10 years of the Kampala Convention: Uphold Human Rights of IDPs!

On 29 October, PSI with the National Commission for Refugees, Migrants and IDPs (NCFRMI) and other partners and stakeholders in the Nigeria PSI Internally Displaced Persons (IDPs) Project organized a short walk in Abuja to commemorate the 10th anniversary of the adoption of the Kampala Convention.

This 1.7km walk from Millennium Park to the Federal Secretariat Complex was part of a 2-day schedule of activities geared at upholding the human rights of IDPs by advocating for the adoption of a National IDP Policy and supporting durable solutions for IDPs in the country.

Key participants included the United Nations Special Rapporteur on the Human Rights of IDPs, Cecilia Jimenez-Damary and the NCFRMI Federal Commissioner Sen. Basheer Garba Mohammed.

Figures from the International Organization for Migration (IOM) show that there are over 2.2 million IDPs in Nigeria, placing it as among the top five countries with the highest level of internal displacement in Africa.

The Federal Government of Nigeria has ratified the African Union Convention for the Protection and Assistance of Internally Displaced Persons in Africa (Kampala Convention) that was adopted on 6th October 2009 and came into force on the 6th December 2012. Ten years after its adoption by the AU, the Kampala Convention however remains to be domesticated in Nigeria into National Law.

Key tools and actions

The Kampala Convention has had an important impact on Africa and has been adopted by about half of African Union member states.


Establishment of the United Nations Guiding Principles on Internal Displacement


Kampala Convention adopted by the African Union to build on 1998 United Nations Guiding Principles


Declared by the African Union as the "Year of Refugees, Returnees and IDPs"

Participants at Tuesday’s walk called on the Federal Government to ensure speedy passage and domestication of the Kampala Convention, with the Special Rapporteur, Cecilia Jimenez-Damary lauding Nigeria for its work in defense and support of IDPs but reminding all that there is still much to be done.

“There is need for the IDPs themselves to be encouraged to take part in projects that affect them. They ought to be a part of the decision-making process, as they are best placed to propose sustainable solutions. There is a Yoruba saying that goes: you cannot shave a man’s head without his presence or consent – that is applicable in this context.”, she said. “My advocacy work worldwide encourages the participation of IDPs in decisions that affect them, and I am happy to be working on this alongside other committed partners.”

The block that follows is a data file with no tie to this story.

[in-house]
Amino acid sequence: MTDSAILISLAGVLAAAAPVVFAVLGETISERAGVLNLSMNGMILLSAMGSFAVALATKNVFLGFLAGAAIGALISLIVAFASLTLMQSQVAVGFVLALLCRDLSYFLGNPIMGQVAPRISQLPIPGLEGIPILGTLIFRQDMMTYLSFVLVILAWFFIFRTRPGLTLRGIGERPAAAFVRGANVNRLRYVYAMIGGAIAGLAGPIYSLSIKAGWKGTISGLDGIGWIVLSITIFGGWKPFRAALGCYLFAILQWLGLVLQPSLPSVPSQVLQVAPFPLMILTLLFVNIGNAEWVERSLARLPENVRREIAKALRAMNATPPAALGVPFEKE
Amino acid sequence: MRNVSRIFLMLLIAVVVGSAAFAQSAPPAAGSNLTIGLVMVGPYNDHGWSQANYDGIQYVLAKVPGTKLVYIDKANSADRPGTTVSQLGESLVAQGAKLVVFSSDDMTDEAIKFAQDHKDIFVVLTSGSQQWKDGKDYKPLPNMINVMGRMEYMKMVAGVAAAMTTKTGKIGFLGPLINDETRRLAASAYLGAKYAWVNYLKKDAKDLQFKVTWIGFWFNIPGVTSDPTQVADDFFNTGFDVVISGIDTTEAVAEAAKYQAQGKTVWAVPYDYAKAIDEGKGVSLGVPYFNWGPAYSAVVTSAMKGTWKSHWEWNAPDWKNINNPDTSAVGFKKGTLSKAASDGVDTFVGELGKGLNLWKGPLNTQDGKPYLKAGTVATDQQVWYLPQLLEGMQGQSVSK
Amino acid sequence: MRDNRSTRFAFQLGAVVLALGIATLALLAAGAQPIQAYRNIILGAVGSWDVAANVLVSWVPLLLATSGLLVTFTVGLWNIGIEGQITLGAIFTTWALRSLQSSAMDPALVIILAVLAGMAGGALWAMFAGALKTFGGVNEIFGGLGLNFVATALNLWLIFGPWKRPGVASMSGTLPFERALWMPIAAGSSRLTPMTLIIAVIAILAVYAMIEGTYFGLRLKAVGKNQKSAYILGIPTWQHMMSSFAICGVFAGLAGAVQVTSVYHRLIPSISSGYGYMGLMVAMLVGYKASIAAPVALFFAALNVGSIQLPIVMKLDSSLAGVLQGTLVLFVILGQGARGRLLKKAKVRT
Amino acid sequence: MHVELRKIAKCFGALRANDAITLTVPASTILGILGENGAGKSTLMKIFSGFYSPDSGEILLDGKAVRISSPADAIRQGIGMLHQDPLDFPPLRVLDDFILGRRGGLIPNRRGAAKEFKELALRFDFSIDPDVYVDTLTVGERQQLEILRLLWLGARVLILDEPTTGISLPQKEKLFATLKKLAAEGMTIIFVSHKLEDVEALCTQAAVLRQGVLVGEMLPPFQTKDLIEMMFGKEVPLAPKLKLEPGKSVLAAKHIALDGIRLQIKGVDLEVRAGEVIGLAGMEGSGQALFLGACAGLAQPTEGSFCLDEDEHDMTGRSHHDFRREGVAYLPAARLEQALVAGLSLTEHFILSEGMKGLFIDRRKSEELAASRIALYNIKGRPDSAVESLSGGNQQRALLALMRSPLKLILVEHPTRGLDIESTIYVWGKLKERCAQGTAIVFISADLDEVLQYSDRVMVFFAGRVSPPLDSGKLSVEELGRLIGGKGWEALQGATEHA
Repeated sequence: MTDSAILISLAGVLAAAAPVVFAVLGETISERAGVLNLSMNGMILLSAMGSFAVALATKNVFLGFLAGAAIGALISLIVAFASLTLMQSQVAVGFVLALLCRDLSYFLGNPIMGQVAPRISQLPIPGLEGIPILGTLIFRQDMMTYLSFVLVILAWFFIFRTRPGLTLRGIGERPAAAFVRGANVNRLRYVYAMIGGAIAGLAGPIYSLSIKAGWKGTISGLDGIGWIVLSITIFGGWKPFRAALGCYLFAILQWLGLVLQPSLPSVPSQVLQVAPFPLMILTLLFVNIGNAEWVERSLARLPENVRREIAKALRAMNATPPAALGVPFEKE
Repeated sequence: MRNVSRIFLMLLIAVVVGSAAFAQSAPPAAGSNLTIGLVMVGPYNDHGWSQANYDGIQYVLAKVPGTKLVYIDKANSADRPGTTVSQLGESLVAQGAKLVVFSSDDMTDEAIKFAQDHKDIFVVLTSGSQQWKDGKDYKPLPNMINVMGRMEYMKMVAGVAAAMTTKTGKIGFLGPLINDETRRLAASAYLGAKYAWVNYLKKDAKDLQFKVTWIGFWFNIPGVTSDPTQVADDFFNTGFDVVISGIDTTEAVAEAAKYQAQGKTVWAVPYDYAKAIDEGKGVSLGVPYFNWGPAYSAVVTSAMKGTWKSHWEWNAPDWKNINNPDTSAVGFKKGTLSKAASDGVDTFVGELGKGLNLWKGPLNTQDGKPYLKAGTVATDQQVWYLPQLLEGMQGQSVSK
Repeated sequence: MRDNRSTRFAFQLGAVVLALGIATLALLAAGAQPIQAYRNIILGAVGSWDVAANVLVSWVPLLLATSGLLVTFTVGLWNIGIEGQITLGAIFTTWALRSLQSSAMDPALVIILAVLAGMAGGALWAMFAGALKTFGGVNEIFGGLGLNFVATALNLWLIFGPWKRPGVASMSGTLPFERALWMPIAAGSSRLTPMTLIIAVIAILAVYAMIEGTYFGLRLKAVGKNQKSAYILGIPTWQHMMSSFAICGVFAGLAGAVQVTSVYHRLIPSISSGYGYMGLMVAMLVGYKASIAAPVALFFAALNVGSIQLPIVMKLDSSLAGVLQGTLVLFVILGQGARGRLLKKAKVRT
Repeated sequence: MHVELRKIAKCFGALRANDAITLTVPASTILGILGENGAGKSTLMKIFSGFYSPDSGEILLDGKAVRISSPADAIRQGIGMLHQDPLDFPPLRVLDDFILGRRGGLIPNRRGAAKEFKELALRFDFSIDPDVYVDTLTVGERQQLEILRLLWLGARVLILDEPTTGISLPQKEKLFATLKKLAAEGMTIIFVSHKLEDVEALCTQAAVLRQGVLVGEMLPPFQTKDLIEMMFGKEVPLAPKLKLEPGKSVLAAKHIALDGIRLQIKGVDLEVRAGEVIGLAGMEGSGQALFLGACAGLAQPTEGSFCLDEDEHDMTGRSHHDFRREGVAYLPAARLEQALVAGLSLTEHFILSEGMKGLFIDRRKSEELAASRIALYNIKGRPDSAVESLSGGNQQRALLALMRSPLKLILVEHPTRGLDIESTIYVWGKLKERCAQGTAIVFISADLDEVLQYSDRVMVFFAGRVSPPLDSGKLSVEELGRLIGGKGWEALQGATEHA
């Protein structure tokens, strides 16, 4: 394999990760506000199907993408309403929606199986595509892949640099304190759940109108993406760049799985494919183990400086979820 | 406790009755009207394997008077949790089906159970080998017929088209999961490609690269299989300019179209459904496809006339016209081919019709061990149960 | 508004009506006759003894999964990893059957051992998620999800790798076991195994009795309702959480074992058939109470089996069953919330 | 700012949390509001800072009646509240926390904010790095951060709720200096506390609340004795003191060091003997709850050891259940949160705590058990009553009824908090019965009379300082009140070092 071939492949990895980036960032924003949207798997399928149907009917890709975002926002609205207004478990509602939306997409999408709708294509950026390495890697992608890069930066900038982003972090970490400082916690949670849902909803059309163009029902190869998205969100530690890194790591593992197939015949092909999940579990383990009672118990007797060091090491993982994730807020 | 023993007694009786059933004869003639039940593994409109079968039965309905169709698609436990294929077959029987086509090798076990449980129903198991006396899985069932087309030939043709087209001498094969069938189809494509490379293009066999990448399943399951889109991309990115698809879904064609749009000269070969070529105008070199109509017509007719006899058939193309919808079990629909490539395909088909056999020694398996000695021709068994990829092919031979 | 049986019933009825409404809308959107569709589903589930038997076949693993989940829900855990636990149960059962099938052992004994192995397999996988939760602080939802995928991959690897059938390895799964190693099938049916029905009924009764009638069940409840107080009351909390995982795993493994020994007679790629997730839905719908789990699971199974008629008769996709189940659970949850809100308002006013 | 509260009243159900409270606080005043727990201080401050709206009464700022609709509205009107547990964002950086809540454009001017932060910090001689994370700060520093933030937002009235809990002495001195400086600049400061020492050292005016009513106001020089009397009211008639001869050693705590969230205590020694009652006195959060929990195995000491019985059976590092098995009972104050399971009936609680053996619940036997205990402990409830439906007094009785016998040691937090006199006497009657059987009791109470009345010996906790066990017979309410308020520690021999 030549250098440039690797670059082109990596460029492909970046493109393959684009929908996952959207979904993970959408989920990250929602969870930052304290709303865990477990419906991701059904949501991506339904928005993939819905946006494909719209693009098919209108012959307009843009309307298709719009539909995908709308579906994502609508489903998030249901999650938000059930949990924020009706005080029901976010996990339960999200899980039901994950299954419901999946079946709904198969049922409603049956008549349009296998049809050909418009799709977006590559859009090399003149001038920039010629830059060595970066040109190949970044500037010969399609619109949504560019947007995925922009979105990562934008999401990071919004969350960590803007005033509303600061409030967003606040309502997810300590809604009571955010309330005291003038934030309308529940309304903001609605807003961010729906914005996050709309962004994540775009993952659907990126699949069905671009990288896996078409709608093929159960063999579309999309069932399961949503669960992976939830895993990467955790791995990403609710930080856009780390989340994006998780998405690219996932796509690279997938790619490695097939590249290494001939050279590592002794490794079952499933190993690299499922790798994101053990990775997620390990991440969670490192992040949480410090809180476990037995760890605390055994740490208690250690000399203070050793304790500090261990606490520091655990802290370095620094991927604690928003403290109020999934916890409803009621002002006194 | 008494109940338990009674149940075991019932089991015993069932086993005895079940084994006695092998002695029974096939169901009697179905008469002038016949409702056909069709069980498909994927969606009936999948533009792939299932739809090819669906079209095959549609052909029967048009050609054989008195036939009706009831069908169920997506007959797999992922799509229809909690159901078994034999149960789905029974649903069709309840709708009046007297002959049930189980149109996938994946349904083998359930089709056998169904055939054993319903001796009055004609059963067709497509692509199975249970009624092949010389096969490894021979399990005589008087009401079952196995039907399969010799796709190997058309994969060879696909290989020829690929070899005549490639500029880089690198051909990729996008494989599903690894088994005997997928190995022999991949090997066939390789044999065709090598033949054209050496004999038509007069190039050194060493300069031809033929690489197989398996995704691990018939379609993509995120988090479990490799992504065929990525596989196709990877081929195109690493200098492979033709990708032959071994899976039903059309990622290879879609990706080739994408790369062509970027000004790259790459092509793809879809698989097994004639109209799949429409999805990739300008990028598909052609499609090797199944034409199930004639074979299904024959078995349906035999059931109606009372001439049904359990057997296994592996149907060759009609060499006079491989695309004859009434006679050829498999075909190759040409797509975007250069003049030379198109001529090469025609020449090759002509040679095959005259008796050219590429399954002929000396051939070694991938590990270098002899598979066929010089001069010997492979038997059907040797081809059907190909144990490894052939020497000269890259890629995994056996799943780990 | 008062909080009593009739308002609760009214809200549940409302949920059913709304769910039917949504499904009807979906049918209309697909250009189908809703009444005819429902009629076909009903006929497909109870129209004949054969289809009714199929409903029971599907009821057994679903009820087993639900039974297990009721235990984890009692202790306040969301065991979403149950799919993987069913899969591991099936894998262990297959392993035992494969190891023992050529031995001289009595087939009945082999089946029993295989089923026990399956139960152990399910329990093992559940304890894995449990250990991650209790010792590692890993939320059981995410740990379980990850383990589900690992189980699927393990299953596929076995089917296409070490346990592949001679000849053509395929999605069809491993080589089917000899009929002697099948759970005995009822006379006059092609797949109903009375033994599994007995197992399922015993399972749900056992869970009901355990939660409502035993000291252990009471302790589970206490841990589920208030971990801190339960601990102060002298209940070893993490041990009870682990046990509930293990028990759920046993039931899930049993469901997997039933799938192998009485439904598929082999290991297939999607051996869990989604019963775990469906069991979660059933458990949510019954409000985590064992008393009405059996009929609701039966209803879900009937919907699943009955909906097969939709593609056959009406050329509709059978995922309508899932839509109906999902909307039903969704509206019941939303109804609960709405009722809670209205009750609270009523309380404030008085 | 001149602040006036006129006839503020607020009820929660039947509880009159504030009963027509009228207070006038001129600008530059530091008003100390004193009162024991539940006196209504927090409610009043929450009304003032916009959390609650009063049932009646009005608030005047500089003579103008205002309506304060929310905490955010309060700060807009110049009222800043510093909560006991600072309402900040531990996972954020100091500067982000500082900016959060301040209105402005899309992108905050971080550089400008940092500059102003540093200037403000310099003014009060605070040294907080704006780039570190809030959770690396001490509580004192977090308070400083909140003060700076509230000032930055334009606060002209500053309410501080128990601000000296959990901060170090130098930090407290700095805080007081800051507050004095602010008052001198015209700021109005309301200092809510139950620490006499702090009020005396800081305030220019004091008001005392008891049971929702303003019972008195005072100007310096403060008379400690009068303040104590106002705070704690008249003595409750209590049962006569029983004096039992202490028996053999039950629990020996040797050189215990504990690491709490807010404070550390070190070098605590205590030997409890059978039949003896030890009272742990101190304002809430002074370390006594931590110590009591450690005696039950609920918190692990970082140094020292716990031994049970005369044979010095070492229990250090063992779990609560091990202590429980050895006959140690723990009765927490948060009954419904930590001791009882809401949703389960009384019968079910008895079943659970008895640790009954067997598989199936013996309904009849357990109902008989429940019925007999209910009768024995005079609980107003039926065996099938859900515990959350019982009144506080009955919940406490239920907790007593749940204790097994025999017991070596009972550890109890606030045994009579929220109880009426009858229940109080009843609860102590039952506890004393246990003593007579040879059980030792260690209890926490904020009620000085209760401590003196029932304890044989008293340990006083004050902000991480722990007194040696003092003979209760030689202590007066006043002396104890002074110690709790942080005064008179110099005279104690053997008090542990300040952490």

Cecilia Jimenez-Damary UN Special Rapporteur on the Human Rights of IDPs

There is a Yoruba saying that goes: you cannot shave a man’s head without his presence or consent – that is applicable in this context.

In his remarks, the Federal Commissioner NCFRMI, Sen Basheer Garba Mohammed said the Commission is delighted to celebrate the resilience of the IDPs. He said:

“Be rest assured that the Federal Government and its partners are working hard to find durable solutions to internal displacement within the country. The NCFRMI is committed not only to providing support for displaced persons, but to also ensuring that the number of IDPs does not increase in the country. We are working with security agencies and other relevant authorities to put a stop to known causes of internal displacement in the country.”

Also present at the walk, PSI Regional Secretary for Africa & Arab Countries, Sani Baba Mohammed, reiterated that IDPs are just like any other citizens and should be able to enjoy the same rights.

“IDPs have rights to basic healthcare, education and public services. However, most IDP camps in the country lack the adequate facilities to ensure that IDPs enjoy quality access to public services. Most of them are finding it really hard to survive. An improved legal framework will give IDPs themselves the right to engage the government and even the local communities so that they can have access to all their basic needs.”, he said.

The PSI Project on Building Trade Union Capacity to Defend the Human Rights of IDPs to Quality Public Services in Nigeria is supported by ASSR and Union to Union. Throughout the week’s activities, participants will consider how internal displacement issues can be integrated into relevant national and regional development frameworks, to ensure that IDPs and returnees are not left behind in the implementation of the 2030 Sustainable Agenda in Nigeria. Moreover, the ongoing project activities will link to the celebration of the 20th Anniversary of the UN Guiding Principles on Internal Displacement and the GP20 Plan of Action for Advancing Prevention, Protection and Solutions for Internally Displaced People 2018-2020.

Read an article on today's march in the Nigerian Leadership Newspaper.